Tips to Record Presentation Videos

If you’re used to presenting to a room full of attendees, recording your lecture or lesson to an empty audience might feel strange. Here are some tips to help in your recording.

Determine your camera: Luckily, most laptops  have a built-in camera. You can easily record your video without having a separate high-powered video camera. However, if you do have one and a tripod, feel free to use them!

Eliminate background noise: Be sure to record your video in a quiet place without background sound. Sometimes using headphones or an external microphone can be helpful, as it can be challenging to record in a busy home environment.

The audio source needs to be as close to the microphone in an environment that has little or no other noise or echo.

Ensure steady lighting: Try and record your video in one place with a lamp for front-facing lighting. Try to position your camera away from a window or other light source. Make sure you are clearly visible and well-lit. Also, clean your camera lens for the clearest image!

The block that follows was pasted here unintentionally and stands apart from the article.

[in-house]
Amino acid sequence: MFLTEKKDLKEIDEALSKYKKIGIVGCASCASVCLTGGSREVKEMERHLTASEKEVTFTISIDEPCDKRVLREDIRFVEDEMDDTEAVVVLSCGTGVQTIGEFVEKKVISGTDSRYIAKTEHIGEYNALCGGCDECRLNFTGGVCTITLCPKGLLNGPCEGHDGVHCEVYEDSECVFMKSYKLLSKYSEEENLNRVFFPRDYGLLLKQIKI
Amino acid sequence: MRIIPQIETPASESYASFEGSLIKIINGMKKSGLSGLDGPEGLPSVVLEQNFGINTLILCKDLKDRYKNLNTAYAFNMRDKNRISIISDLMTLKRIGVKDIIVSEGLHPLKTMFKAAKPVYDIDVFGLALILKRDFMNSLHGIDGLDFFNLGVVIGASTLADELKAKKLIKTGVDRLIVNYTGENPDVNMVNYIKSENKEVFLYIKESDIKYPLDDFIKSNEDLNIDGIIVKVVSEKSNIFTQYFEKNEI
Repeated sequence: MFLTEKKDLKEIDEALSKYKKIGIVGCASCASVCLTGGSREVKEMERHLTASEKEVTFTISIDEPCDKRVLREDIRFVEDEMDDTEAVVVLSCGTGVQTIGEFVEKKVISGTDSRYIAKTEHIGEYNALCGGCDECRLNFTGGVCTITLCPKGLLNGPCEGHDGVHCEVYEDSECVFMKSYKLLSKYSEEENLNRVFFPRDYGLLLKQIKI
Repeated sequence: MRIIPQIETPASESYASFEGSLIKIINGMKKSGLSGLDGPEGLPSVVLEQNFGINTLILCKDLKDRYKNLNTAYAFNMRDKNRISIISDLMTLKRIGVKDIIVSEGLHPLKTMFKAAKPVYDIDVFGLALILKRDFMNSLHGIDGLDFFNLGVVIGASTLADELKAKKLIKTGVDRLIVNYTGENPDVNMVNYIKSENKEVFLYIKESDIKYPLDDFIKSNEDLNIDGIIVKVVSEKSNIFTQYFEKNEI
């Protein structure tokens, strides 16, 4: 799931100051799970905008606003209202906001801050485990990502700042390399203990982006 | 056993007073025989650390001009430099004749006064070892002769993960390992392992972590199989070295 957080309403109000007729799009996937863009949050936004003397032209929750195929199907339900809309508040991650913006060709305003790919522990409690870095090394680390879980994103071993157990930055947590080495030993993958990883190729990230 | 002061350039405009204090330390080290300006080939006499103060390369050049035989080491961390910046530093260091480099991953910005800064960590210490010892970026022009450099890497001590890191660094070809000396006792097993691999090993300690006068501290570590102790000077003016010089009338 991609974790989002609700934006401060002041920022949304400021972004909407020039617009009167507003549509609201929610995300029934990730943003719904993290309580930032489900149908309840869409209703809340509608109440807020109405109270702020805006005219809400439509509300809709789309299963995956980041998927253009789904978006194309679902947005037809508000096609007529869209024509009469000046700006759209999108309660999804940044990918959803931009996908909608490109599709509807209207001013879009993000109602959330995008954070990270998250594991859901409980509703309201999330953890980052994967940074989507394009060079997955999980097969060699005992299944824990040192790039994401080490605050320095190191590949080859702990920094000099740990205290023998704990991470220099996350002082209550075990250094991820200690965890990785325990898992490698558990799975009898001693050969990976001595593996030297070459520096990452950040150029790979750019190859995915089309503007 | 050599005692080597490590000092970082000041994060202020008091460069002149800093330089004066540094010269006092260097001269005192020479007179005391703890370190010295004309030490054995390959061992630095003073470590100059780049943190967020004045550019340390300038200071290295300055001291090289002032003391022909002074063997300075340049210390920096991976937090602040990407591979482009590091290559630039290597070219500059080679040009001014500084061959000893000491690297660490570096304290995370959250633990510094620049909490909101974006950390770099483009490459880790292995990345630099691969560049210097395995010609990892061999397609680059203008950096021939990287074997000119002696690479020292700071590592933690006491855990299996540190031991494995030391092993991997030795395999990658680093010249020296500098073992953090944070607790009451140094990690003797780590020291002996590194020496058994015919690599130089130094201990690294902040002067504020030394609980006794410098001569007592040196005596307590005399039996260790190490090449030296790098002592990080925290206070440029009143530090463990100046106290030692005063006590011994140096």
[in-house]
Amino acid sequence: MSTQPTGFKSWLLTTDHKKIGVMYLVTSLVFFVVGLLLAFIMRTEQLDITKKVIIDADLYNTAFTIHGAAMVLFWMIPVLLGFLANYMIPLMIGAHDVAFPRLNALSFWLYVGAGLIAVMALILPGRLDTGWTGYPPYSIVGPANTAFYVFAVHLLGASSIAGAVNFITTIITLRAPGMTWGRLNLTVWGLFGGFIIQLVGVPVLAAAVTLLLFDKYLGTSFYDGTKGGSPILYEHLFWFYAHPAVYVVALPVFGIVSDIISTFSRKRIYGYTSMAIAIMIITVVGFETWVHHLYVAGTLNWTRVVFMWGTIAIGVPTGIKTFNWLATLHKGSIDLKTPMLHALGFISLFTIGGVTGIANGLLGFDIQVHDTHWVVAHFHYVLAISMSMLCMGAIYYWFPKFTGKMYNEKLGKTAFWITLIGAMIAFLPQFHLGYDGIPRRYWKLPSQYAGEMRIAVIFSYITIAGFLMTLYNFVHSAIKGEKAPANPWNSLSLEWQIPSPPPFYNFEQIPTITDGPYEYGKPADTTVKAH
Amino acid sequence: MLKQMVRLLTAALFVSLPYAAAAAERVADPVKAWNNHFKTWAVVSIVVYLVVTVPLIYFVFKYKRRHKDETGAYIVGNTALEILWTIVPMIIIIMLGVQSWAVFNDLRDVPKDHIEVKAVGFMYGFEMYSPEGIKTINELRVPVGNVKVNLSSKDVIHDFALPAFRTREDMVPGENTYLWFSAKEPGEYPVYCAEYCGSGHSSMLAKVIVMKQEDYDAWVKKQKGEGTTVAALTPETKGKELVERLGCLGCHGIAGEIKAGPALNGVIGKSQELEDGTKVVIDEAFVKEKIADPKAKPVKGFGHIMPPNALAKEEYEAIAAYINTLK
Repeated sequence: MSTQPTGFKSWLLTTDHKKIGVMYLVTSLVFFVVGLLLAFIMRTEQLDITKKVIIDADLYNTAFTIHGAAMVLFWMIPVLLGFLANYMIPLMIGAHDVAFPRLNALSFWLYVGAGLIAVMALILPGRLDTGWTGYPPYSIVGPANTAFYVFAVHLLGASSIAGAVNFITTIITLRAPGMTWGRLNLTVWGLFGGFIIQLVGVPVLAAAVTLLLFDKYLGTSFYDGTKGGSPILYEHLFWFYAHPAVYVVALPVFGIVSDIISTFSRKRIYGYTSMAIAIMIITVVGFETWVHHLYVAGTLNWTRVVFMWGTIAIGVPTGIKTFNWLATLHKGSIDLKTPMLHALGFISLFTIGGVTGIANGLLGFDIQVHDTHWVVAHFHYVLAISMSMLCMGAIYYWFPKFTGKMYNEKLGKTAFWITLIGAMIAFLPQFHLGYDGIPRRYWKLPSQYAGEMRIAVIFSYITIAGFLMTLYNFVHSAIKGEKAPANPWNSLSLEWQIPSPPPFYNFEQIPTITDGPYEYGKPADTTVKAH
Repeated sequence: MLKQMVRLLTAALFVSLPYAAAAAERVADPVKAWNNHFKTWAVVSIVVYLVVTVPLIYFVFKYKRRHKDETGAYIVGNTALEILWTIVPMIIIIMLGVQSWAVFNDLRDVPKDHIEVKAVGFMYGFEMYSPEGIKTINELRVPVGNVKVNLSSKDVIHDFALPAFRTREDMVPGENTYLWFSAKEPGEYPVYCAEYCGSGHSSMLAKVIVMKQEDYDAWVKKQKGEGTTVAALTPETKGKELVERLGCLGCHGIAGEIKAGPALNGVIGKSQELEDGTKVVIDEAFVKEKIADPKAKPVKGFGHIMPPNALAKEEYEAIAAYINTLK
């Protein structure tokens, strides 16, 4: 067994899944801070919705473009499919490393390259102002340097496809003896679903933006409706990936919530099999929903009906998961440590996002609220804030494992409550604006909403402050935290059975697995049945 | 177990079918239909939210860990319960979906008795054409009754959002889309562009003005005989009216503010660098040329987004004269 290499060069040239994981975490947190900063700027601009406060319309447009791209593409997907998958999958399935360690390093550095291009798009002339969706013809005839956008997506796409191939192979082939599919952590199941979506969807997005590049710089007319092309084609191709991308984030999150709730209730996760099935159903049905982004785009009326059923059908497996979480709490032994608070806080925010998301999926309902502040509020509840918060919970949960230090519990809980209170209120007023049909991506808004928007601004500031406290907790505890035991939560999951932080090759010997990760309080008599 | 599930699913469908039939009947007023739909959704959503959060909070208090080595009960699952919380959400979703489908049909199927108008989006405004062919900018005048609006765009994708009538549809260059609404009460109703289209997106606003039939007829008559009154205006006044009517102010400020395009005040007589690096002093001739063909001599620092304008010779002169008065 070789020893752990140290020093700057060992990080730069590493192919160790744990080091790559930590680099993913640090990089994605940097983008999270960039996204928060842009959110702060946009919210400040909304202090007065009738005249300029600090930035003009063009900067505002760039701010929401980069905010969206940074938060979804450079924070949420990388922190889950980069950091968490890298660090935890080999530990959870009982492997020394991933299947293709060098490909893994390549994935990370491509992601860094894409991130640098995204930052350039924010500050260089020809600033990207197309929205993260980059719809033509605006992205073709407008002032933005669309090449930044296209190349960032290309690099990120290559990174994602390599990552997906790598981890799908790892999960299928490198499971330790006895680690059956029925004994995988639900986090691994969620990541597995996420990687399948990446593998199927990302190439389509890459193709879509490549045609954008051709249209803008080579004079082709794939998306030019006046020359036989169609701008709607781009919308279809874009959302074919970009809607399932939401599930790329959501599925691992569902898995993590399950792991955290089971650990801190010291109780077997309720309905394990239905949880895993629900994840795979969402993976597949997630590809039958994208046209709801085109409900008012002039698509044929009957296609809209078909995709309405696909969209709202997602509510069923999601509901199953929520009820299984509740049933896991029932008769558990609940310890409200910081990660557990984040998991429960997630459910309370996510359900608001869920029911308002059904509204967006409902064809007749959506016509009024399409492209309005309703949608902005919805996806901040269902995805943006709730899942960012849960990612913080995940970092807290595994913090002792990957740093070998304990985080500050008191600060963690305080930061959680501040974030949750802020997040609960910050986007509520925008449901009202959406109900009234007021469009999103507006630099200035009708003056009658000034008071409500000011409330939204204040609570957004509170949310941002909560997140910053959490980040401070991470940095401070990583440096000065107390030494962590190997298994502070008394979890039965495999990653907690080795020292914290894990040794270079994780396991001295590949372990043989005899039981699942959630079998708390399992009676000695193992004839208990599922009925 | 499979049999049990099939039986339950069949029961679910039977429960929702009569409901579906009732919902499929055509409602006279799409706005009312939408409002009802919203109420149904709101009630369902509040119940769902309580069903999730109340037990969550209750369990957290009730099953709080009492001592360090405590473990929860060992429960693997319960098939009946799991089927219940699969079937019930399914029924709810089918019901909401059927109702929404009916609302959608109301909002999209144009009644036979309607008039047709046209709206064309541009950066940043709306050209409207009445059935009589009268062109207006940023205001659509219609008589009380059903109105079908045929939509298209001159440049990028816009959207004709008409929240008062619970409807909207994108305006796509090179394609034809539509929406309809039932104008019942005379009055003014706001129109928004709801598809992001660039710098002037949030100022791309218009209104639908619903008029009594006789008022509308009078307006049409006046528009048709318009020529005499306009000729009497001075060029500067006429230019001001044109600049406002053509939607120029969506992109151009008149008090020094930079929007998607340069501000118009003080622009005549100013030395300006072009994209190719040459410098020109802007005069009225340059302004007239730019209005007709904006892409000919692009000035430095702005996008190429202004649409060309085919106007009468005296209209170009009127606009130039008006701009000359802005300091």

For more lighting tips you can visit:

Steady your camera: Place your laptop or camera on an even, stable surface so that you have a steady image during recording. Before you record, make sure that everything fits into the frame of the camera and will be captured.

Larger fonts for screen viewing less info per slide etc.

Incorporate question prompts: Try and make your Presentation portion short to allow your audience to interact with questions. Incorporate questions in your video for ongoing formative assessment. This will allow the audience to pause and reflect, and it will keep them engaged.

Be explicit and allow pauses: Be specific about instructions to help your audience follow along. If it helps, make notes beforehand to focus the content of the presentation.

Use captions / subtitles: If possible, create subtitles for your video so that it is easily accessible to all students.

Review and upload your video: Before you upload your video, review it for lighting, sound quality, and pacing. With your first video recorded, watch it and make notes for any changes. What worked? And then re-record.

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